29 June 2016

Post 409: 'BIG CHIEF BATTLE-AXE'

Thomas S. Allen (1876 - 1919) of Massachusetts - a prolific composer and violinist - wrote Big Chief Battle-Axe in 1907. It's a good romping number in three parts (four if you count the Bridge). I'm pleased to say it is still played by some bands.

The first time I heard this tune was in 1993, on a recording made that year by Chris Tyle's Silver Leaf Jazz Band; and it made an impression on me. I entered it into my mini-filofax storage system. It is usually played in Ab, but I put it in the key of Bb, to suit my cornet - a transposing instrument.
C is the section on which to 'stick' for the purpose of solos. Improvising on it is easy because the chord sequence follows the Four-Leaf Clover chord progression.

It is interesting that when I went to New Orleans for The French Quarter Festival in April 2016, among the performers I heard were Tom Saunders, Lars Edegran, Steve Pistorius and Tom Fischer - all of whom played on that Silver Leaf Jazz Band CD 23 years earlier.

I like to play along with Tuba Skinny performing this tune on YouTube, though in this performance they use only the Bridge and Section C. They also play it in Bb, not Ab. Click here to watch and hear them.

Big Chief Battleaxe is a firm favourite in the traditional jazz repertoire.

For example, the influential Bunk Johnson recording may be heard BY CLICKING HERE.

Listen to the minor-key opening, and what do you think of? Possibly a scene from one of those black-and-white Cowboys-and-Indians movies of the 1940s. You picture a Big Chief, with feathered head-dress, long hair, and painted face, looking down from his horse at some settlers who pose a threat to his territory. In a curious pared-down version of English, he says firmly and with dignity to his tribesmen: 'White man need water. Give white man water.'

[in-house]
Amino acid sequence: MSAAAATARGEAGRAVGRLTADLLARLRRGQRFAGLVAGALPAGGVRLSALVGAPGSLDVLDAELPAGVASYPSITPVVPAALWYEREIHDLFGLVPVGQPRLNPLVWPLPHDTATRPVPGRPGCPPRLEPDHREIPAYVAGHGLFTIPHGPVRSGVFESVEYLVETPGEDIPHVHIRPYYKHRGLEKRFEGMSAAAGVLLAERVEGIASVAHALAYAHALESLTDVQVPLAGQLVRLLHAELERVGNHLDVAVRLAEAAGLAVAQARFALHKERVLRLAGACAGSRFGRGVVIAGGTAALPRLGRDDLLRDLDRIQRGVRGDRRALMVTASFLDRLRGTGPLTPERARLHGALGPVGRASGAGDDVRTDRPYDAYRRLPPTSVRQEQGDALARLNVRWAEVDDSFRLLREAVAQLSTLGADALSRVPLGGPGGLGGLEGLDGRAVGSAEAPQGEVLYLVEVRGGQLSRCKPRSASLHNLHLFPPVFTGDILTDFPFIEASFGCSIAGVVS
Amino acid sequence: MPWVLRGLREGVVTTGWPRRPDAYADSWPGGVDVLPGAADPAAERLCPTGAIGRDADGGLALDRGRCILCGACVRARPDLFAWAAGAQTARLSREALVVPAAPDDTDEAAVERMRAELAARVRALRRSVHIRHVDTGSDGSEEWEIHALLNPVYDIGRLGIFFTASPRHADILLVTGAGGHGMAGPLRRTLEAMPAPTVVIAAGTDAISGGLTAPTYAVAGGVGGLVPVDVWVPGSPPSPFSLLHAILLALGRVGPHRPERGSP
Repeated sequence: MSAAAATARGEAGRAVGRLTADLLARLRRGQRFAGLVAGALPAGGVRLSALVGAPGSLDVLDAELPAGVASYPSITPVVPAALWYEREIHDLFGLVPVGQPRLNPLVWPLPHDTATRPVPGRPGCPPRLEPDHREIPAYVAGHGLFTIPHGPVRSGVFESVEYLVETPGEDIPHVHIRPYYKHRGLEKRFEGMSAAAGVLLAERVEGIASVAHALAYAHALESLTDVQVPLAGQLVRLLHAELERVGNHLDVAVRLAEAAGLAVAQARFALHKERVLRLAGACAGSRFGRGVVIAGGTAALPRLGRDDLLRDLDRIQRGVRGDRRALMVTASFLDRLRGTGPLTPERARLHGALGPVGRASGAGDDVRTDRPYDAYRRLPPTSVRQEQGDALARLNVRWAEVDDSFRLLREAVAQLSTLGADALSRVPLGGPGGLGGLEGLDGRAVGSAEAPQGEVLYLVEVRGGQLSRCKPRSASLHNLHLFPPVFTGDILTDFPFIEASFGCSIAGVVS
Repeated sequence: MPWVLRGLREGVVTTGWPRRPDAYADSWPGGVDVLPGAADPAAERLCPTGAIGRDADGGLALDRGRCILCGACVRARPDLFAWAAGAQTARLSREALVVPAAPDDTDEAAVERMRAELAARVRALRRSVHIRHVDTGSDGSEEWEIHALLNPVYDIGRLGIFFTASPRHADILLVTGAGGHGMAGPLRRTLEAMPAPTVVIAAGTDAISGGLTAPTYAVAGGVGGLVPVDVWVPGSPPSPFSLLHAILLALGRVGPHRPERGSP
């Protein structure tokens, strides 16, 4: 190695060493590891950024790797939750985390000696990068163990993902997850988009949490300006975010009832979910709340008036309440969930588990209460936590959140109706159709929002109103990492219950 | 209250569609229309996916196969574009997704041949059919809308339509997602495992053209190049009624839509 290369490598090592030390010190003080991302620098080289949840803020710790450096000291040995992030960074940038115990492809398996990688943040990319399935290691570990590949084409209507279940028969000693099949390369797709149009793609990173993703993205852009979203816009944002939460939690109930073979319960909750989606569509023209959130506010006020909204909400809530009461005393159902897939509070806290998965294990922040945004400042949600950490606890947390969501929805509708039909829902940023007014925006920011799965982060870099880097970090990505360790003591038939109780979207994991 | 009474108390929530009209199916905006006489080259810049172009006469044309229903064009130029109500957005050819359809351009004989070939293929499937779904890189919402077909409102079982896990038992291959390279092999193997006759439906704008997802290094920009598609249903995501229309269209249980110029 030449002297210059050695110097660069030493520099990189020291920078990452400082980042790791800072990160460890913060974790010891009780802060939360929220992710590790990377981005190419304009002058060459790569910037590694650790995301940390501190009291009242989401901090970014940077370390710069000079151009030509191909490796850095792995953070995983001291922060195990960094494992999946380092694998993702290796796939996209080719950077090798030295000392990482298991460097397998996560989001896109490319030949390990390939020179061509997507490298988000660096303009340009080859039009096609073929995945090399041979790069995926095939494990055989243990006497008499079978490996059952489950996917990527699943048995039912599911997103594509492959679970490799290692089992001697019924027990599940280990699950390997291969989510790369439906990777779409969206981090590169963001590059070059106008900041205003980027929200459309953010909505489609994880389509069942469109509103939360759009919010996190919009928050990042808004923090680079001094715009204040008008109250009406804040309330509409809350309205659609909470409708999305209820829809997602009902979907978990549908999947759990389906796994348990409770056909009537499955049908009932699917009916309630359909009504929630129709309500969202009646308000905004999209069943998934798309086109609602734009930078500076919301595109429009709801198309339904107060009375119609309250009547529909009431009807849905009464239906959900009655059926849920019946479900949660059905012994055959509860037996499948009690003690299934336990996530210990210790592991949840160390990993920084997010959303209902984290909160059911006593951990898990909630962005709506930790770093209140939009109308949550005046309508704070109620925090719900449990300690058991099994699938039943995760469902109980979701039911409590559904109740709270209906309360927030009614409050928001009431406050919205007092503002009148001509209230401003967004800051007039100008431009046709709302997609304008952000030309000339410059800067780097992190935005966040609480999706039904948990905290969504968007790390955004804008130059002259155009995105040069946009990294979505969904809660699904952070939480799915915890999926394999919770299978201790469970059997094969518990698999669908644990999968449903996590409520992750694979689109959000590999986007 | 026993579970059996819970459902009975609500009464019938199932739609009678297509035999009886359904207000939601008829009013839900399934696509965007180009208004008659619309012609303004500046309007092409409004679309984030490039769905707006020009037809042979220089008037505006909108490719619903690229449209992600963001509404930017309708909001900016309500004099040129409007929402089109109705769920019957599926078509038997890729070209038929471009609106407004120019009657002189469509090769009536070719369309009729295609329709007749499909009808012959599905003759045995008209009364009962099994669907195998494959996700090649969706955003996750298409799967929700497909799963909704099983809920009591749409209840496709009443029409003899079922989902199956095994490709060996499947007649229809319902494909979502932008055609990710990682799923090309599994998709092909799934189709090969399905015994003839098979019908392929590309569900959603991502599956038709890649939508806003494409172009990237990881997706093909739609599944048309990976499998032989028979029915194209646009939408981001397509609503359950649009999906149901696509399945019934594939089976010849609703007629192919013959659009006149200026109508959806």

And then comes a brighter, jaunty melody in the major key. It perhaps makes you think of a happier moment when his tribespeople are enjoying a dance round the fire as the sun goes down.

Thomas S. Allen wrote the words for it as well as the melodies. Maybe you will be as surprised as I was to discover that it actually had words. And when I looked recently at the original sheet music, I was astonished to read those words and also discover what the composer had in mind. The 'Big Chief' was in fact just a painted wooden advertising sign outside a tobacconist's shop. Allen had the fanciful idea of this 'Big Chief' falling in love with an advertising sign across the road (a princess advertising stogies [cigars]). Eventually they went away together. Allen actually described the song as 'A Comic Indian Novelty'.

Listen to the bit of music Tuba Skinny plays between 51 seconds and 1 minute 9 seconds (the major-key theme) in the video indicated above. The words that go with it are:

‘Big Chief Battleaxe loves yer true;
all day long I gaze at you.
I don't care for this job any more.
If you’ll say you’ll be my bride,
then we’ll take a good long ride
far away from this tobacco store.’


The words of the song in full are:

Upon a stand, with a tomahawk in his hand,
stood an Indian chief of the bold Comanche band.
Ten years or more he’d been standing at the door
as an advertising sign for an old tobacco store
He longed to meet the princess so sweet
who held a bunch of stogies out on the opposite side of the street.
When she inquired if his tomahawk arm was tired,
then he shook his little head and he answered back so sweet:
'Big Chief Battleaxe loves yer true;
all day long I gaze at you.
I don't care for this job any more.
If you’ll say you’ll be my bride,
then we’ll take a good long ride
far away from this tobacco store.’

Sad to relate was this Indian warrior’s fate,
for they threw him in the dump.
But the Big Chief said ‘You wait!’
One dreary night, when the moon was out of sight,
then he stole a hobby horse and he rode with all his might.
He looked around and the princess he found
Then they both jumped on the hobby horse
and they started off with a bound.
And now today they are hundreds of miles away
But they don’t forget the time when the Big Chief used to say:

‘Big Chief Battleaxe loves yer true;
all day long I gaze at you.
I don't care for this job any more.
If you’ll say you’ll be my bride,
then we’ll take a good long ride
far away from this tobacco store.’

On the front cover of the sheet music, you can see the advertising figure Allen imagined, for years looking across the street at the princess!

Musicians may be interested to note that Allen composed his piece in 2/4 time and in the key of Ab. I think most bands today play it in Bb.

Here is an extract: